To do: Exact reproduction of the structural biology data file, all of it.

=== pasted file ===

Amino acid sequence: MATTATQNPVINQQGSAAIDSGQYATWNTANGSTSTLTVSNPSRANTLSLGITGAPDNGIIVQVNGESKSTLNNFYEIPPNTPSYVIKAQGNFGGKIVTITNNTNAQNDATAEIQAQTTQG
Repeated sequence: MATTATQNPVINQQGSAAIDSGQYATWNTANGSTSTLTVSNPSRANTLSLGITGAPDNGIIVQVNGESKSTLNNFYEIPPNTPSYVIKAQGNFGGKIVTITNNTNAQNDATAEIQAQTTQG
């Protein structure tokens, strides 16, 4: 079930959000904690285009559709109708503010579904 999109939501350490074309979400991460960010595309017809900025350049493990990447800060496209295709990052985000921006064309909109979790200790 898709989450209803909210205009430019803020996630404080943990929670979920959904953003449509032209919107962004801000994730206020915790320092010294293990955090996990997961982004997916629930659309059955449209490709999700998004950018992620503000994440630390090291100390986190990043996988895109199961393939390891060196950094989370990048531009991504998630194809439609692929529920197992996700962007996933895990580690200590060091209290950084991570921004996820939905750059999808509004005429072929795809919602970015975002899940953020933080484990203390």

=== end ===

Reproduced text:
Amino acid sequence: MATTATQNPVINQQGSAAIDSGQYATWNTANGSTSTLTVSNPSRANTLSLGITGAPDNGIIVQVNGESKSTLNNFYEIPPNTPSYVIKAQGNFGGKIVTITNNTNAQNDATAEIQAQTTQG
Repeated sequence: MATTATQNPVINQQGSAAIDSGQYATWNTANGSTSTLTVSNPSRANTLSLGITGAPDNGIIVQVNGESKSTLNNFYEIPPNTPSYVIKAQGNFGGKIVTITNNTNAQNDATAEIQAQTTQG
């Protein structure tokens, strides 16, 4: 079930959000904690285009559709109708503010579904 999109939501350490074309979400991460960010595309017809900025350049493990990447800060496209295709990052985000921006064309909109979790200790 898709989450209803909210205009430019803020996630404080943990929670979920959904953003449509032209919107962004801000994730206020915790320092010294293990955090996990997961982004997916629930659309059955449209490709999700998004950018992620503000994440630390090291100390986190990043996988895109199961393939390891060196950094989370990048531009991504998630194809439609692929529920197992996700962007996933895990580690200590060091209290950084991570921004996820939905750059999808509004005429072929795809919602970015975002899940953020933080484990203390």